But each fall, I go to Grandpa’s cabin and I find that connection again. I hear the leaves crunching beneath my feet, and I try to whistle through acorn caps the way Aunt Marian used to do, and I’m not alone any more.

Each fall, I am reminded that everything ends. There is always a sense of wrapping up, of tying off loose ends, of saying farewell. It’s a last burst of color before we’re all buried in snow. In a sense, fall is a preparation for death. But it’s also a promise, because fall’s beauty reminds us that spring is just around the corner and things are going to be bright and colorful again someday.

It’s all about hope.

This is a Finish The Sentence Friday post: “Each fall, I . . . ” hosted by Kristi from Finding Ninee, Julie Martinka Severson from Carvings on a Desk and Danielle Dion from https://wayoffscript.wordpress.com/. Please take a few minutes to check out what some of the other bloggers did with this sentence!

Quiet Saturdays

I remember waking up early to watch Saturday morning cartoons.  Back then, there was no Cartoon Network or Nickelodeon, and the single fuzzy PBS station was a little too kid-friendly in slightly creepy and condescending sort of way.  I still have nightmares about that crazy Romper Room lady who insisted she could see us all in her mirror, although I’m also a bit pissed off that I never once heard her say “I see Amy.”

Sunday morning TV was a wash.  We could watch Rocky and Bullwinkle and try to understand all the nudge-nudge-wink-wink humor that usually sailed over our heads, or we could try to sit through the awkward stop-action Davey & Goliath that always left me feeling vaguely uneasy.

I always wanted to be the first one awake on Saturdays so I could see shows like Clue Club and Speed Buggy before my older sisters took over the TV.  My middle sister and I especially liked the live action shows; we both crushed on the little blonde boy from Sigmund the Sea Monster, and we spent hours re-enacting scenes from Isis and Shazam!  We all three loved playing Bugaloos, but I always had to be the little fat firefly kid whose butt refused to light up.  I never got to be the pretty princess or even Witchipoo from H.R Puffnstuff.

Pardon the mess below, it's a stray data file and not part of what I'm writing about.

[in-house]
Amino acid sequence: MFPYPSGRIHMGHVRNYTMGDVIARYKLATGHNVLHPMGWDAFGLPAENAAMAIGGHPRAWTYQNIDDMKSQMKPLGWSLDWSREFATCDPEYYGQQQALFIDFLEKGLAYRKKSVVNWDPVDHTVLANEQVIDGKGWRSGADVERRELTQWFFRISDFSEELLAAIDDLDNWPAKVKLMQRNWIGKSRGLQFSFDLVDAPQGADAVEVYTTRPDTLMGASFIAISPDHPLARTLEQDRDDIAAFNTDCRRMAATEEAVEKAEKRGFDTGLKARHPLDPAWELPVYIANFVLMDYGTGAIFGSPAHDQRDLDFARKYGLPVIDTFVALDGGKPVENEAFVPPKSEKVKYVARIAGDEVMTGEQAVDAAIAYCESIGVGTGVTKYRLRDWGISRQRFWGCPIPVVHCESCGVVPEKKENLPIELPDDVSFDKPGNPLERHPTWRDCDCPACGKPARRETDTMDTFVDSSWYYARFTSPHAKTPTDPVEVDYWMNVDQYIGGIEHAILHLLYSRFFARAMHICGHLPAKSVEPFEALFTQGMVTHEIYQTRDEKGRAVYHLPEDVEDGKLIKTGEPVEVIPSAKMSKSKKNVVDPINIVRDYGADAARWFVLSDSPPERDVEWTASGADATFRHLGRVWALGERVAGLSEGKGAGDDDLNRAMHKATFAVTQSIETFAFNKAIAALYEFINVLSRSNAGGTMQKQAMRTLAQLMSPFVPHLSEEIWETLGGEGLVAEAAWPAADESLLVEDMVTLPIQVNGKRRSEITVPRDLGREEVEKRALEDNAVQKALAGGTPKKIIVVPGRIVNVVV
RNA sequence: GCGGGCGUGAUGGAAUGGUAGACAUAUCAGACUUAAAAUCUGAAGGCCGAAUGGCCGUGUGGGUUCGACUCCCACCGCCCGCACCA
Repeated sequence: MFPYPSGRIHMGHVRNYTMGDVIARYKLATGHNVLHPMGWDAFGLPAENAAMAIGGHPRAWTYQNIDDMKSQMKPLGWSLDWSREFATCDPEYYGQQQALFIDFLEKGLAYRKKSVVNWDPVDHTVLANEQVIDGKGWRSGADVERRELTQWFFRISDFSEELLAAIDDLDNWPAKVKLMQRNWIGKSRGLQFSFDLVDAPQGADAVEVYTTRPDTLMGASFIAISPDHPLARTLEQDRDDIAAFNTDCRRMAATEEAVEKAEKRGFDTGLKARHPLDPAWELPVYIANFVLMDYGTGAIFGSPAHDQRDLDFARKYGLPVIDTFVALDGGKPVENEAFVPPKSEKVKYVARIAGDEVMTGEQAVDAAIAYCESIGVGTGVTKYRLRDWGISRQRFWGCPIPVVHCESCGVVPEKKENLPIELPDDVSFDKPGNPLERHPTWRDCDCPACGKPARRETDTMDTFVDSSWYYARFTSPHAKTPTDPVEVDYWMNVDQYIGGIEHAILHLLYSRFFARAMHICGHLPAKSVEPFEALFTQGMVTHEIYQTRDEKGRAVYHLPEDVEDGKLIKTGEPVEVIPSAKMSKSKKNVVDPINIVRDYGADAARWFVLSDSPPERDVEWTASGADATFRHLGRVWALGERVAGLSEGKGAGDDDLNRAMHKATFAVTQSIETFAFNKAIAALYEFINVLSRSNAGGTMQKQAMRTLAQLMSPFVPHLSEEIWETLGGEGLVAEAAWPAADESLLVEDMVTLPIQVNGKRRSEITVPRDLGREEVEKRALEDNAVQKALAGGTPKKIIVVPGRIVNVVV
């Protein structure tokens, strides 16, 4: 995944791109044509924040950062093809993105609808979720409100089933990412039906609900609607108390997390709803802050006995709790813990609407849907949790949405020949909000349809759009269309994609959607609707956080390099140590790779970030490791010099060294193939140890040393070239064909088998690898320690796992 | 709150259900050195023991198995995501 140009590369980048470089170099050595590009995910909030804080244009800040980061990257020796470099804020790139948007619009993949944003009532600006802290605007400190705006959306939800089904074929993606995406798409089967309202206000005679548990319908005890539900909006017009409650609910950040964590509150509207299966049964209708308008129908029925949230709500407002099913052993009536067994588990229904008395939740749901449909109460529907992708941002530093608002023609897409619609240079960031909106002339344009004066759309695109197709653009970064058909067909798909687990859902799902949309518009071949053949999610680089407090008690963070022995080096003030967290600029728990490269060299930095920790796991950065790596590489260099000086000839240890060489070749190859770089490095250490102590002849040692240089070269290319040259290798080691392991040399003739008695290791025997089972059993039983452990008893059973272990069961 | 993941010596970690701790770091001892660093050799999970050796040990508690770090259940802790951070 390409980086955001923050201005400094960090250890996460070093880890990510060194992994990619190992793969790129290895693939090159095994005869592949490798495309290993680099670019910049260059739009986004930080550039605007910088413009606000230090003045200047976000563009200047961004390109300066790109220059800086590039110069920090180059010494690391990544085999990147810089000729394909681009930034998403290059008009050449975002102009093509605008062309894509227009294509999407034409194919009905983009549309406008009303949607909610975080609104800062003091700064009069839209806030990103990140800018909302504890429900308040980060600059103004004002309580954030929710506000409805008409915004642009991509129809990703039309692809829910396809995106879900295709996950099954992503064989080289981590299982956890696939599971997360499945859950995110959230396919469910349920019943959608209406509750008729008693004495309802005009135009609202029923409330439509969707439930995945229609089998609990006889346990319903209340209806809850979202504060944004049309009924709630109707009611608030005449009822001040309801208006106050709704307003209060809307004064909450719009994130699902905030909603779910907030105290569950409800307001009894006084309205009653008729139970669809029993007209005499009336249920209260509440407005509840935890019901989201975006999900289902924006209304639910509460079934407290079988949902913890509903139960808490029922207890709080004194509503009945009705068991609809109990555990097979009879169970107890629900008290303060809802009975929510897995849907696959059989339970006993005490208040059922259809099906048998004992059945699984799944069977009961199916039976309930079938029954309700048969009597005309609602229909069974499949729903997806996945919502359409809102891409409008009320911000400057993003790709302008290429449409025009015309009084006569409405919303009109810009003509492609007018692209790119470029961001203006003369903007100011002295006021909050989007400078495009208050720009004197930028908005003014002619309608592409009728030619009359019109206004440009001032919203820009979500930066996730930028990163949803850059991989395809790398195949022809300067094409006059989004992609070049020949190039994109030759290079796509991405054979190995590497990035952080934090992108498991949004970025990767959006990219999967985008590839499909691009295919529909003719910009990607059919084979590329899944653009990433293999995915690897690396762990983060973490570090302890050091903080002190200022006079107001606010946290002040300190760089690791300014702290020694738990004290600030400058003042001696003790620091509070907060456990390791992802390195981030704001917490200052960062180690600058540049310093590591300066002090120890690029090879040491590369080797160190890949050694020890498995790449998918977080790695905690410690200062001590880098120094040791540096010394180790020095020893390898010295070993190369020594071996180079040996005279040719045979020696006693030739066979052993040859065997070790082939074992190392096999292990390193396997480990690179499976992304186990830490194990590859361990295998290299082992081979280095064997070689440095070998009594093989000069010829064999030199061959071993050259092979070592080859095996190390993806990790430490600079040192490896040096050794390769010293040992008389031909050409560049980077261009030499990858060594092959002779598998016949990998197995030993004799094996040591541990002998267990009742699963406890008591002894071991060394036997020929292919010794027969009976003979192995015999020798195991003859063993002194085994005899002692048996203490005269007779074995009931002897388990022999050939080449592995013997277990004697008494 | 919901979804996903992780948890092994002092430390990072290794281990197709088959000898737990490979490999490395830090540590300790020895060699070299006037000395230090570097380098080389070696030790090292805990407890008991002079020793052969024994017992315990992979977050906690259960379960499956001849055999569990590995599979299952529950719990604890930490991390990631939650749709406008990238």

No, I take that back.  I got to be the princess one time, and wore my favorite hand-me-down-dress with straps that tied on the shoulders.  The little neighbor boy came over to play, and I remember him staring at me with buggy eyes and crooning, “You look beautiful!  Will you go swimming with me?”

Ah, yes, my first date, at the ripe old age of five.

I could write volumes of blog posts about the lessons learned that day about beauty or male shallowness in the face of revealing summer clothes.  But I’ll take the high road here instead and go back to my Saturday mornings.

By the time I had kids, they had access to cartoons 24/7.  I always worked on Saturdays, so I usually didn’t see them until late in the afternoon on those days.  I only found out recently that my older kids used to tiptoe downstairs to watch Saturday morning shows after I left for work but before their father woke up for the day.  We had satellite TV, of course, but on Saturdays they turned off the satellite and watched the Saturday morning lineup on the same channels that I watched as a child.

They have the same kind of memories that I have:  wrapping up in an afghan on the couch, eating endless bowls of mushy cereal and watching TV with the volume turned down low to avoid waking their parents.  It didn’t matter that those same shows were available in a constant rotation on other channels during the week; Saturday morning TV has never been about the shows.  It’s about watching the shows, whatever shows they are.

Nutritionists and health experts are still bemoaning Saturday morning TV with as much vigor as they did in my era.  Of course kids are better off outside in the fresh air and sunshine.  Of course they shouldn’t eat multiple bowls of sugar-encrusted cereal in one sitting.  Everybody knows that.

But it creates a childhood memory, and isn’t that important, too?

Now, I am at my desk on a Saturday morning, catching up on my writing while I down my fourth cup of tepid coffee.  My teenagers are in their rooms upstairs, either sleeping in or playing on the internet with tablets and Galaxies and X-Boxes, oh my.  The Little Man spent last night with his cousin (and occasional partner in crime), and the house is shockingly, disturbingly quiet.  What I wouldn’t give to hear an annoying theme song right now; I don’t care if they’re singing  “Gotta catch ‘em all, gotta catch ‘em all!” or “Call me,  beep me, if you wanna reach me . . .”

My nest is getting empty, but never as empty as on this quiet Saturday morning.

Space

It’s 2:39 and I can’t go to sleep

There’s too much space.

How can someone so big be so small?

Balanced, hugging the pillow

You make eye contact with the wall

While I count each turn of the ceiling fan.

The space between us holds so much

We sleep wounded and wake up afraid

Share morning coffee and a kiss

With a good-bye and I-love-you.

We survive our day dreading our night

To lay in silence once more

Connecting with walls and ceiling fans

With too much space between us.

It’s 2:39 and I can’t go to sleep

Because of all that space.